Author Topic: Williams Sonoma Grill-Top Pizza Stone  (Read 5365 times)

0 Members and 1 Guest are viewing this topic.

Offline BigMike

  • Registered User
  • Posts: 15
  • Location: Alexandria, VA
  • Eat, Drink and Be Merry
    • The Hungry New Englander
Williams Sonoma Grill-Top Pizza Stone
« on: April 01, 2007, 12:40:21 PM »
With the warmer weather approaching in our Nations capital, I was hoping to start grilling my pizzas outside on my weber gas grill.  I have read numerous posts about grilling pizzas, but saw this online today and figured I would ask if anyone has tried it. 

http://www.williams-sonoma.com/products/sku6899405/index.cfm?pkey=cOUTGACI

Williams Sonoma Grill-Top Pizza Stone
Turn your outdoor grill into a backyard pizza oven with this stone specially designed for the task. It uses the high heat of the grill to produce brick oven–style pizza with a crisp crust and bubbly-hot toppings. Made specifically for gas grills, the porous clay stone sits within a raised stainless-steel frame. A backsplash keeps toppings contained; the attached thermometer allows you to precisely track grill temperatures. Recipes included. 16 1/4" x 13 3/4".


Online Pete-zza

  • Lifetime Member
  • Global Moderator
  • *
  • Posts: 21869
  • Location: Texas
  • Always learning
Re: Williams Sonoma Grill-Top Pizza Stone
« Reply #1 on: April 01, 2007, 02:22:35 PM »
BigMike,

From what I have read, the product carried by Williams-Sonoma is manufactured by VillaWare. VillaWare calls it PizzaGrill. I posted on the PizzaGrill about 2 1/2 years ago when it was made by another company that was subsequently acquired by VillaWare. I asked basically the same question as you, but got no replies.

There are many places that carry the PizzaGrill although I noticed that the dimensions typically given (12" x 14" x 5") are not the same as the Williams-Sonoma dimensions you quoted (16 1/4" x 13 3/4"). So, if the product interests you, you may want to confirm the dimensions since it is possible that the product is a special one manufactured just for Williams-Sonoma. Otherwise you are likely to find the product at a lower price elsewhere, and possibly with free shipping. See, for example, the unit offered here: http://www.americasfavoritefood.com/3-284507-B000ATUP5G-VillaWare_Stainless_Steel_Pizza_Grill.html. Note that the dimensions given at that site are different yet than the other ones mentioned. So I would want to confirm the actual dimensions of the unit you are considering to be absolutely sure of what you would be getting. The same or similar unit is also selling at the moment on eBay.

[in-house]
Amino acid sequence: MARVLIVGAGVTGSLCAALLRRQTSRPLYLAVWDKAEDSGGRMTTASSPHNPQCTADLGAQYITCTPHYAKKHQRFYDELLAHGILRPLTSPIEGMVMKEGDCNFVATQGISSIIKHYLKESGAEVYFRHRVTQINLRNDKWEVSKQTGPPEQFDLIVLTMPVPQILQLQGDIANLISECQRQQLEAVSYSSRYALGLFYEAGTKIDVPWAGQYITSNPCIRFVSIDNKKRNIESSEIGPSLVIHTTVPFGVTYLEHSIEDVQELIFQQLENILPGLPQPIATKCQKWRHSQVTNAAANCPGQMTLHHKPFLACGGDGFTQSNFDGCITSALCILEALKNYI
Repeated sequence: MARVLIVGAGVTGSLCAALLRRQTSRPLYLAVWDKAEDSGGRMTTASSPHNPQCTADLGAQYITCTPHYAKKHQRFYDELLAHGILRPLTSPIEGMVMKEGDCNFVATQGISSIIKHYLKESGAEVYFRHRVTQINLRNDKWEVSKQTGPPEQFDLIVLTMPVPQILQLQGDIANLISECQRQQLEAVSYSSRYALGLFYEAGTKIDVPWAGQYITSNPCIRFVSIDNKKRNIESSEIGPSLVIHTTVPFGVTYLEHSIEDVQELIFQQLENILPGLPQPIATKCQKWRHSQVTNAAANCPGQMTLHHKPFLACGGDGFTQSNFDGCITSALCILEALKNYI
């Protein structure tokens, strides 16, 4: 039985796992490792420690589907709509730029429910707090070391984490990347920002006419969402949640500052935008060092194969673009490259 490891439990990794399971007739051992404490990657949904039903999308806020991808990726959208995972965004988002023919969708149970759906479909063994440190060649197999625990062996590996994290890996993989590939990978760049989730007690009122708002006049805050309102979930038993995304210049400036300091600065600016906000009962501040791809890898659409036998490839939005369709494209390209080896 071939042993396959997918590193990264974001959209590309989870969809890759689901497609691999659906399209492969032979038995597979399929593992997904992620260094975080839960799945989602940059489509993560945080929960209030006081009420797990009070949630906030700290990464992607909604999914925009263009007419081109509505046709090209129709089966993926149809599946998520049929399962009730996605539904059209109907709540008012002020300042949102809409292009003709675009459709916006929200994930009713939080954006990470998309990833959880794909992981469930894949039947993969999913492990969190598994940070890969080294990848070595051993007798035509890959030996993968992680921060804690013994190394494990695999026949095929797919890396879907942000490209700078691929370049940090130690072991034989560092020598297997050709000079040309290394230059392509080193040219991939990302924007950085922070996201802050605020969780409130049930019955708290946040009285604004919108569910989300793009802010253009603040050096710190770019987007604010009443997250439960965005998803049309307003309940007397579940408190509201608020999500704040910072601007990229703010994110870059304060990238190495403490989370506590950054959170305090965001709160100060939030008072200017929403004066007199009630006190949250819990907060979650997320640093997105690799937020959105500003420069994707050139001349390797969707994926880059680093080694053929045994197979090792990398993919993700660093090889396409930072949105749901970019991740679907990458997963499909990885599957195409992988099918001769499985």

Peter


Offline BigMike

  • Registered User
  • Posts: 15
  • Location: Alexandria, VA
  • Eat, Drink and Be Merry
    • The Hungry New Englander
Re: Williams Sonoma Grill-Top Pizza Stone
« Reply #2 on: April 04, 2007, 09:50:20 AM »
Thanks Peter.  I had no doubt that you would have encountered this before.  I am pleasantly suprised to see the PizzaGrill for quite a bit less.  I had a WS Gift certificicate, but might as well use it on something else given the price differential. 

Should I purchase the gas grill-top, I will be sure to take some pictures and post them here.  I am still very intrigued to see how well the pizzas come out.  I am sure that once it gets a little hotter here in DC, I wont want to fire my old oven up to 550 and heat the whole kitchen!   Thanks again for your help.

Mike

Offline Rubino

  • Registered User
  • Posts: 6
  • I Love Pizza!
Re: Williams Sonoma Grill-Top Pizza Stone
« Reply #3 on: April 27, 2007, 05:24:47 PM »
I just had a stone made to order from a place that produces fire bricks and whatnot. Stone was poured and cast to my specs (16 inches wide, 1 inch thick). I'll use it on a Big Green Egg (just brought it home today, so I haven't messed with it yet). Cost was $50. I figured the price is worth it because 1) I've been through several cheap store-bought stones that have cracked at high temps and 2) it's half as much as the stone from Williams-Sonoma. The guy who made it said it will withstand temps up to 3,000 degrees. I don't think the BGE will get that hot, though.  ;D